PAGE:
Several years ago, in an interview for ViaNolaVie, former Times-Picayune features editor Bettye Anding rolled out a wide-ranging array of war stories: arguments with astronauts and a brush with Elvis, card games with Omar Sharif and words exchanged with Mahalia Jackson, jocular sexual innuendo in the pre-#metoo era and, once, a bizarre interview with a guy in an iron lung. Student interviewer Mia Royce summed it all up succinctly: “That,” she said, “sounds badass.”
Bettye Tucker Anding, who died on Aug. 15 at age 88, was never one to do things by the book. From the very start, she defied convention, starting with that commonly held but uncommonly spelled first name.
“I guess that 20 percent of the girls living in my freshman dormitory in college were Bettys,’ she once mused in the Silver Threads column she wrote after retirement. “If you yelled “Betty!” you drew a crowd, so I was ‘Tucker’ to almost everybody pretty early on.”
She was named after her grandmother, but “of course, there was no final ‘e’ in Mammaw’s version of the name, and since my full moniker is Bettye Ann, I’ve often wished she’d just put that ‘e’ behind the two ‘nn’s in her afterthought. I’ve spent many, many years spelling that weird ‘Bettye’ for people who need to know it for one reason or another.”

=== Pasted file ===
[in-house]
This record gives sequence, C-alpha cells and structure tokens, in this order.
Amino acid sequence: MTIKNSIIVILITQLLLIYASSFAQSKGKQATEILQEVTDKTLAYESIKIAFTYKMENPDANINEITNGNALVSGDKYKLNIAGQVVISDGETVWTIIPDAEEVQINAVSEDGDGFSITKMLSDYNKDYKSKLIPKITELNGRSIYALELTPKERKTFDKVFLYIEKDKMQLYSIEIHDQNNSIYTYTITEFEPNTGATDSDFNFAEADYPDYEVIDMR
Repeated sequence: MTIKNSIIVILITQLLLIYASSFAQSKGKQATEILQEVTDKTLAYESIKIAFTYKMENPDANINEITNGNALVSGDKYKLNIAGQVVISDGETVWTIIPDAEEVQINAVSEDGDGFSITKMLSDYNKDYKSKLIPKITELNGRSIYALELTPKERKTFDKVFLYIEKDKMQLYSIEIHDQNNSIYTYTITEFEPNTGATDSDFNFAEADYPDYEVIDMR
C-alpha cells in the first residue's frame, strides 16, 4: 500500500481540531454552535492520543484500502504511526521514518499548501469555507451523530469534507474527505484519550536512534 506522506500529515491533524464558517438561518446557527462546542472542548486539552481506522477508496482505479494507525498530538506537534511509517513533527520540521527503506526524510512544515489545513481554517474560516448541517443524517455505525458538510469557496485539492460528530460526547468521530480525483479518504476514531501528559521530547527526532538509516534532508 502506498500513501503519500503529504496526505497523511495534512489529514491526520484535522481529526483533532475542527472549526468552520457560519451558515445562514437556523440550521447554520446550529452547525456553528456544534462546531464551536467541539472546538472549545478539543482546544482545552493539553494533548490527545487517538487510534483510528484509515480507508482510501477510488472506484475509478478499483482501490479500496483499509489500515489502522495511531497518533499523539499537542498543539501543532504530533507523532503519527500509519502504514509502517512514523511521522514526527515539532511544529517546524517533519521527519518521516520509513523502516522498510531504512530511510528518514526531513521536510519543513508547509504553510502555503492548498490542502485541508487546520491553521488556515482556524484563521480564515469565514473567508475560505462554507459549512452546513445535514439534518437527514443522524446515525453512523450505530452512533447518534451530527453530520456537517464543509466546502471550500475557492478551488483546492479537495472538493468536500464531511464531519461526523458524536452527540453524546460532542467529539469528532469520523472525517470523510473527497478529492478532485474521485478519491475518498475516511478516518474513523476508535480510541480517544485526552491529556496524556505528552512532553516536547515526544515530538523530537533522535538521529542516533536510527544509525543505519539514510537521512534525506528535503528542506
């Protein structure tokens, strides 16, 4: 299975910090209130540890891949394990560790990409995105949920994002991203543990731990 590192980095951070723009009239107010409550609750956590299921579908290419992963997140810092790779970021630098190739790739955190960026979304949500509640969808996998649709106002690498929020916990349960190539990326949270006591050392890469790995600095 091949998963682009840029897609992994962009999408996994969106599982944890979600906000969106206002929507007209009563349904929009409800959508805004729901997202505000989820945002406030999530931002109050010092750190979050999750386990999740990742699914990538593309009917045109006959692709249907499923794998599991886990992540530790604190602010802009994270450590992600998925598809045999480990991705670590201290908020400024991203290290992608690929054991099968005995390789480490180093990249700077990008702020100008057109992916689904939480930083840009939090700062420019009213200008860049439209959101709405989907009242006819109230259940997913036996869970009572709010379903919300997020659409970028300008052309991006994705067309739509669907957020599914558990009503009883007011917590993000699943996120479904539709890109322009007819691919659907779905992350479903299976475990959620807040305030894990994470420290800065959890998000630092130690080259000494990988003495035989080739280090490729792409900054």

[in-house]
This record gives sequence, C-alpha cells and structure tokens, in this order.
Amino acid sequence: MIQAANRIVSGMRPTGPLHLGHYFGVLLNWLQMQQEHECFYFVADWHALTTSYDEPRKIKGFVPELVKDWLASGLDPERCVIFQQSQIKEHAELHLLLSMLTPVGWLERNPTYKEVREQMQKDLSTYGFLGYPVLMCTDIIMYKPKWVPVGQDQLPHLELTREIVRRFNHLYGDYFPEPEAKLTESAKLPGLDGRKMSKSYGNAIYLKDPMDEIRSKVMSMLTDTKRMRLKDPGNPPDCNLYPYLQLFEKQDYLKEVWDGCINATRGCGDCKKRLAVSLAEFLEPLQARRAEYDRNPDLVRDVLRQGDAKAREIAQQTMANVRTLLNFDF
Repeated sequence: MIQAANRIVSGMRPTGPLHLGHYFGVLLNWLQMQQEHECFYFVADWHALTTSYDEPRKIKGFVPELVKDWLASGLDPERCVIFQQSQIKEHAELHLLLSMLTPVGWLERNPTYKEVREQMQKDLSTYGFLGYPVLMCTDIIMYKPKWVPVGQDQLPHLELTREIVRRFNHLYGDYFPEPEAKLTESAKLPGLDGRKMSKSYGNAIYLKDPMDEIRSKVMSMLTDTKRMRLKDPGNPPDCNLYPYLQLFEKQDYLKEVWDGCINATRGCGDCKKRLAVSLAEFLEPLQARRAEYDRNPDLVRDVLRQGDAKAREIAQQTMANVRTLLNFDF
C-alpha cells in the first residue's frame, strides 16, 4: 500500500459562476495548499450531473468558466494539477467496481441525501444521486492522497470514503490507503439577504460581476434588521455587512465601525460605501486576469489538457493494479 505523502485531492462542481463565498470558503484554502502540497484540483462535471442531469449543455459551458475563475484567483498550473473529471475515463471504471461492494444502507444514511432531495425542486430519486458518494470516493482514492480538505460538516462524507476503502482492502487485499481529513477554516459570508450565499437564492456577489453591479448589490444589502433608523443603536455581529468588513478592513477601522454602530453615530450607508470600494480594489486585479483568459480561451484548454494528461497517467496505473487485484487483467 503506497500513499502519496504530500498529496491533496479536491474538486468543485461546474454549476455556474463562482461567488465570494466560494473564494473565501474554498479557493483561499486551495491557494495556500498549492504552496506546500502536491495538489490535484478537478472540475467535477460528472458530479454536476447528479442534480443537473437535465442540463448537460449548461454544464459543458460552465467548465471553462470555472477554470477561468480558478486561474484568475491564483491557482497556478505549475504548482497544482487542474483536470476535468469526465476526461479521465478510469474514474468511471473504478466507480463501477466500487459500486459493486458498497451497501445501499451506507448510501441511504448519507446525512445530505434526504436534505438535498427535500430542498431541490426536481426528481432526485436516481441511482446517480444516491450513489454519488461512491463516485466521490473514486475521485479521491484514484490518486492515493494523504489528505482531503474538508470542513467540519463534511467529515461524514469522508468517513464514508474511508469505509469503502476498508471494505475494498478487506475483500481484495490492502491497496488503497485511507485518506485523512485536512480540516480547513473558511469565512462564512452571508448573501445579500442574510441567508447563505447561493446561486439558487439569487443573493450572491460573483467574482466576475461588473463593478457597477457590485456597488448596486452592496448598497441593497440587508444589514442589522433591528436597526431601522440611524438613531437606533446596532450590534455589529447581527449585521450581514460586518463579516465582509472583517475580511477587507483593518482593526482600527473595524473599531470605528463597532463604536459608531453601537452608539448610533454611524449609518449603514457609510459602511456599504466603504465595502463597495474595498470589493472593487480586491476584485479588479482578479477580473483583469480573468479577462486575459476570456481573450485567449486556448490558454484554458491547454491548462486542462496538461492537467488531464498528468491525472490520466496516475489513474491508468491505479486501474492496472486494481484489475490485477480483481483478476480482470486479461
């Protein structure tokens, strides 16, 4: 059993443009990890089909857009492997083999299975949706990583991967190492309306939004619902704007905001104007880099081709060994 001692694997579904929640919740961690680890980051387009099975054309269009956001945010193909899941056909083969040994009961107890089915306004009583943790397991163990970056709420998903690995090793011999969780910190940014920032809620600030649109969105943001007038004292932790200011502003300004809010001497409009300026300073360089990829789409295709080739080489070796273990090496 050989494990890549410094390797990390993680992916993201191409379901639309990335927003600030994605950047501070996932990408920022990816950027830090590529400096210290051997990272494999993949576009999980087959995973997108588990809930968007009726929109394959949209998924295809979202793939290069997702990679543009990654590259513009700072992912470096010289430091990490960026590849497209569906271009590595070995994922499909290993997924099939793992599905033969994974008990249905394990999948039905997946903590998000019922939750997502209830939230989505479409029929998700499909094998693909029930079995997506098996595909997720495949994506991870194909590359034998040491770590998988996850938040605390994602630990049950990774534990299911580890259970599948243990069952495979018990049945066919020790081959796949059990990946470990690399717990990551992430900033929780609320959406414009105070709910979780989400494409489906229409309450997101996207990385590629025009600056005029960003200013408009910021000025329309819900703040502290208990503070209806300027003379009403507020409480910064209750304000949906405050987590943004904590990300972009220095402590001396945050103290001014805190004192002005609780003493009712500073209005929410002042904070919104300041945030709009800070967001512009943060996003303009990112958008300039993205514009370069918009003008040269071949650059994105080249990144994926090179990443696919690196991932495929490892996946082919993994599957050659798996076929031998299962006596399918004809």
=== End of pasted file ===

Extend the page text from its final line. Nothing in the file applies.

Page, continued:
Bettye-with-an-e would go on to explore that dichotomy between the expected and the unexpected in a long career as a ground-breaking journalist. Give her the everyday, the common thread running through people’s water-cooler conversation, and she would make it into something unique, something at once captivating and meaningful. In her 29 years as editor of the feature sections at the New Orleans States-Item and, later, The Times-Picayune, she worked that alchemy time and again. She wrote and oversaw stories that put everyday faces and accessible dialogue to important themes having to do with community, politics, gender, lifestyle, race, sexual orientation, culture and all the other myriad facets of life in New Orleans.
Bettye took the helm of the States-Item “women’s section” in 1971, a few years before I joined her staff as a very junior reporter. Before I arrived on her doorstep, she had already wrestled the lightly-dismissed Women’s Section into the more broadly appealing Family Section. She had campaigned successfully to abolish “women’s pay” – something that still ticked her off decades later.